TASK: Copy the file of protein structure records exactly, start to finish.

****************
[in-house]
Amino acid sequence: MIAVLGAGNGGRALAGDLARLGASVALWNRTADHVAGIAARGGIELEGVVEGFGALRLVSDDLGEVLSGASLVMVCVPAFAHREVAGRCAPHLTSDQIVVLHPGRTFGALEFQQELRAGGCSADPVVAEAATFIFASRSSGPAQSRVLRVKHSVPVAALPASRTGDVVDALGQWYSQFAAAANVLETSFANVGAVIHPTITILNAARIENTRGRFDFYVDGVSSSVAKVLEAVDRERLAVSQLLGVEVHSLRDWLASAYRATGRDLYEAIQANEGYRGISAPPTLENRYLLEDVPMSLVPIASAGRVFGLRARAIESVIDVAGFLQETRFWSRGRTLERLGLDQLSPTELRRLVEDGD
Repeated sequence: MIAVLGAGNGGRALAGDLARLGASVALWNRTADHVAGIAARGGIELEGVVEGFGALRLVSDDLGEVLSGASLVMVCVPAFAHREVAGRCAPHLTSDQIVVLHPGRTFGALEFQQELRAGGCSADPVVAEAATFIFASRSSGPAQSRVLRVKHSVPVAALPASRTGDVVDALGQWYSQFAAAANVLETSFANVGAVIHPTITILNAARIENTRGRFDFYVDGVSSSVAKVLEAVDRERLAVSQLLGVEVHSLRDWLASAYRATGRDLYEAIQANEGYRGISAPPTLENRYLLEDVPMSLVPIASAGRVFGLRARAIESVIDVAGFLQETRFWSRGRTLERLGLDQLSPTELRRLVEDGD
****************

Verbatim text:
[in-house]
Amino acid sequence: MIAVLGAGNGGRALAGDLARLGASVALWNRTADHVAGIAARGGIELEGVVEGFGALRLVSDDLGEVLSGASLVMVCVPAFAHREVAGRCAPHLTSDQIVVLHPGRTFGALEFQQELRAGGCSADPVVAEAATFIFASRSSGPAQSRVLRVKHSVPVAALPASRTGDVVDALGQWYSQFAAAANVLETSFANVGAVIHPTITILNAARIENTRGRFDFYVDGVSSSVAKVLEAVDRERLAVSQLLGVEVHSLRDWLASAYRATGRDLYEAIQANEGYRGISAPPTLENRYLLEDVPMSLVPIASAGRVFGLRARAIESVIDVAGFLQETRFWSRGRTLERLGLDQLSPTELRRLVEDGD
Repeated sequence: MIAVLGAGNGGRALAGDLARLGASVALWNRTADHVAGIAARGGIELEGVVEGFGALRLVSDDLGEVLSGASLVMVCVPAFAHREVAGRCAPHLTSDQIVVLHPGRTFGALEFQQELRAGGCSADPVVAEAATFIFASRSSGPAQSRVLRVKHSVPVAALPASRTGDVVDALGQWYSQFAAAANVLETSFANVGAVIHPTITILNAARIENTRGRFDFYVDGVSSSVAKVLEAVDRERLAVSQLLGVEVHSLRDWLASAYRATGRDLYEAIQANEGYRGISAPPTLENRYLLEDVPMSLVPIASAGRVFGLRARAIESVIDVAGFLQETRFWSRGRTLERLGLDQLSPTELRRLVEDGD